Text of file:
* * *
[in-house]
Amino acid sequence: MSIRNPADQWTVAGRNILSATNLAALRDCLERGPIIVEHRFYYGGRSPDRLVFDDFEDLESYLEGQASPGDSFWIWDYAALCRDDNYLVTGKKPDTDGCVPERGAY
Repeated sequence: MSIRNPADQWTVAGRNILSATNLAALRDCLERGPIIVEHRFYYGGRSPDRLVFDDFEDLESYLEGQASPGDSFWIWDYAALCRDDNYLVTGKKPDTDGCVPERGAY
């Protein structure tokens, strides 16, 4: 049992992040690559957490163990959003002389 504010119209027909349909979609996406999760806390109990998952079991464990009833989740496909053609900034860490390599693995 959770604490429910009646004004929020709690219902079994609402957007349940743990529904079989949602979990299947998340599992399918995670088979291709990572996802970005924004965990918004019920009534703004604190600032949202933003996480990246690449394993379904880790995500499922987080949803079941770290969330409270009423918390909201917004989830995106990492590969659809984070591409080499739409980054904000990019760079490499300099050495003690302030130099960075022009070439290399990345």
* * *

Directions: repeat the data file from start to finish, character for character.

[in-house]
Amino acid sequence: MSIRNPADQWTVAGRNILSATNLAALRDCLERGPIIVEHRFYYGGRSPDRLVFDDFEDLESYLEGQASPGDSFWIWDYAALCRDDNYLVTGKKPDTDGCVPERGAY
Repeated sequence: MSIRNPADQWTVAGRNILSATNLAALRDCLERGPIIVEHRFYYGGRSPDRLVFDDFEDLESYLEGQASPGDSFWIWDYAALCRDDNYLVTGKKPDTDGCVPERGAY
């Protein structure tokens, strides 16, 4: 049992992040690559957490163990959003002389 504010119209027909349909979609996406999760806390109990998952079991464990009833989740496909053609900034860490390599693995 959770604490429910009646004004929020709690219902079994609402957007349940743990529904079989949602979990299947998340599992399918995670088979291709990572996802970005924004965990918004019920009534703004604190600032949202933003996480990246690449394993379904880790995500499922987080949803079941770290969330409270009423918390909201917004989830995106990492590969659809984070591409080499739409980054904000990019760079490499300099050495003690302030130099960075022009070439290399990345």